Albert Camus

Don't walk behind me; I may not lead. Don't walk in front of me; I may not follow. Just walk beside me and be my friend.

Tuesday, February 11, 2014

Guest Post and Giveaway Finding Billy Battles: An Account of Peril, Transgression and Redemption by Ronald E. Yates


Western Kansas 1860. Billy Battles is born on a remote homestead just off the storied Santa Fe Trail. More than one hundred years later a great-grandson inherits two trunks filled with Billy's personal effects. Also in those trunks are several startling journals that chronicle an astonishing life that until now was obscured by the murky haze of time and Billy's deep-rooted desire for secrecy. 

The journals tell of a man both haunted and hunted who, in a desperate search for peace and redemption, journeys far from the untamed American West to the Far East, South America, and Europe. They meticulously describe Billy's interaction with a wide assortment of men and women--some legendary, a few iniquitous, and many lost to history. They also recount his participation in such cataclysmic events as the Spanish-American War, turmoil in French Indochina, and violent revolutions in Mexico and South America.

Complying with Billy's last request the great-grandson assembles the journals into a compelling trilogy that reveals a man often trapped and overwhelmed by circumstances beyond his control, but who nevertheless manages to persevere for ten decades.

From journalist to writer

Not as difficult as some people might think. For one thing, journalists ARE writers. In fact, writing compelling nonfiction is in some ways even more difficult than writing fiction. For one thing, you are constrained by the facts, the people you talk with and the events you cover, whereas authors of fiction are allowed to invent facts, people and events.

Some of the writing I am most proud of are my longer form journalist pieces I wrote for the Chicago Tribune Sunday Magazine. These are 3,000-5,000 word profiles of people and events and places. For example, I once did a cover piece on Bangkok's Klongs (canals) and the people who live and work along them. I still look at that piece and marvel that I even wrote it. 

I consider my 27 years as a journalist the best training ground I could have had for writing fiction. I learned how to gather information, how to organize it and how to write it compellingly. Reporting is the journalist's word for Research. And research is critical to anybody who writes historical fiction--or any fiction for that matter, even science fiction. If you don't have a command of some science, scientific theory, physics, or some other facet of scientific thought when attempting to create an imagined world or universe, your readers will not be able to suspend belief. For one thing, they won't trust you.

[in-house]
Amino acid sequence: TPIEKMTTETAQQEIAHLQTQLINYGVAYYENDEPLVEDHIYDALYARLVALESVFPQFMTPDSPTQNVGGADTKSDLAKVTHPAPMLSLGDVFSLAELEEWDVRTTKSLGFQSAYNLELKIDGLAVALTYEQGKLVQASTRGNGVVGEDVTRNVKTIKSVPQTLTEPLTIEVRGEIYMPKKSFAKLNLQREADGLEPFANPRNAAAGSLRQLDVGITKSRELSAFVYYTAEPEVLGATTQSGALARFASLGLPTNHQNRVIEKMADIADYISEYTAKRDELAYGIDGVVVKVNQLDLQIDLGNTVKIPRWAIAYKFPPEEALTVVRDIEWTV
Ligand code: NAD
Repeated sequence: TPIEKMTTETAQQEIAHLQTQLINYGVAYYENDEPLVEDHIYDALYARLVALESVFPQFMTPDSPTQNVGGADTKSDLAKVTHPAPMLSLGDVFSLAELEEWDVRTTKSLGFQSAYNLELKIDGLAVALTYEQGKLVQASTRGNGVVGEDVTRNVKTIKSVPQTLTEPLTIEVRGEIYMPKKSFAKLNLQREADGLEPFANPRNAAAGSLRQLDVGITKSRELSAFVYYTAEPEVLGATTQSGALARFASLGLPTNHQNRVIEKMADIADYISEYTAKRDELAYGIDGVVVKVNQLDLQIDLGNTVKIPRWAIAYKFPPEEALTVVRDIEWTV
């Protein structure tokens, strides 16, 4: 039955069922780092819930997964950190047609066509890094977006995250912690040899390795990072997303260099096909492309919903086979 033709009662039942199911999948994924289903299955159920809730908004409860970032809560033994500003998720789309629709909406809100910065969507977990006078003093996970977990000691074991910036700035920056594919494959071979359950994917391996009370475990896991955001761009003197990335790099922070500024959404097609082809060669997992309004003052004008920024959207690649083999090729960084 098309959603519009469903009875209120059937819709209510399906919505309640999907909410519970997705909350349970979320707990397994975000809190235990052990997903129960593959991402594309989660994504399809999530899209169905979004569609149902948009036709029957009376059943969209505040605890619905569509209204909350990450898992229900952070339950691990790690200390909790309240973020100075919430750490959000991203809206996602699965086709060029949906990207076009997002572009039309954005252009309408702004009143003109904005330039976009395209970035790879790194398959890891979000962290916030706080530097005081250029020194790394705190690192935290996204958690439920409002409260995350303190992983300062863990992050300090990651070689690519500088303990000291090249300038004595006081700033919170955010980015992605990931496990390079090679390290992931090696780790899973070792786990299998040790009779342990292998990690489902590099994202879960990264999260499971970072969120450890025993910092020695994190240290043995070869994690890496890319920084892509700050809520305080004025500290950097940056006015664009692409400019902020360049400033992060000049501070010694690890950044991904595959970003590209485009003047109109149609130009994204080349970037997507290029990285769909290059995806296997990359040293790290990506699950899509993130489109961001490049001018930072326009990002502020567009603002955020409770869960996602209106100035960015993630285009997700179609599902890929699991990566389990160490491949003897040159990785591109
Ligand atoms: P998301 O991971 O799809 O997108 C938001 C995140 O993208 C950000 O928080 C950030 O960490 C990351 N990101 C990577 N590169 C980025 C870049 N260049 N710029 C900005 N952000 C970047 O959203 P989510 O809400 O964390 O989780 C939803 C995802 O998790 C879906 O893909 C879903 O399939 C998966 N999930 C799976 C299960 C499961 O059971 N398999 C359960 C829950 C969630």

As I learned during my life covering war, revolution and other forms of mayhem from S.E. Asia to China to El Salvador and Nicaragua, trust is critical for a journalist. It is a key measure of one's credibility. Without credibility a journalist is nothing more than a hack. Today hundreds of thousands of hacks populate the blogosphere spewing forth whatever they want with little or no credibility to back them up. Many have no idea how to do accurate news gathering and instead grab whatever they can from secondary or tertiary sources to support whatever political agenda they may adhere to or are intent on promoting. That is NOT journalism. That is Hackery.

I think the same can be said for lazy authors who fail to do requisite research for their books. So, for me the transition from journalist to author of fiction was fairly seamless. Granted, writing fiction requires a different form of creativity. You are, after all, creating people, events, places, conflict, etc. from some inner place. In my case, I have attempted to do that creating not only from within, but from my own experiences and interactions with the broad array of both good and bad but always fascinating people I came to know during my days traveling the world for the Chicago Tribune. That is why I call my book a work of "Faction."


Kansas City, 1948

My full name is William Fitzroy Raglan Battles, but most folks call me Billy Battles. My good friends call me Billy “Rags” Battles. More on that later.

Let me begin by owning up to some pretty terrible things I did during my life. That way, you can make up your mind right now if you want to read further.

I have killed people. And I am sad to say the first person I killed was a woman. It was entirely unintentional, and to this day, the incident haunts me. The next person I killed was that woman’s grown son, and that was intentional. If you decide to read on, you will learn more about these two people and how they came to die at my hands.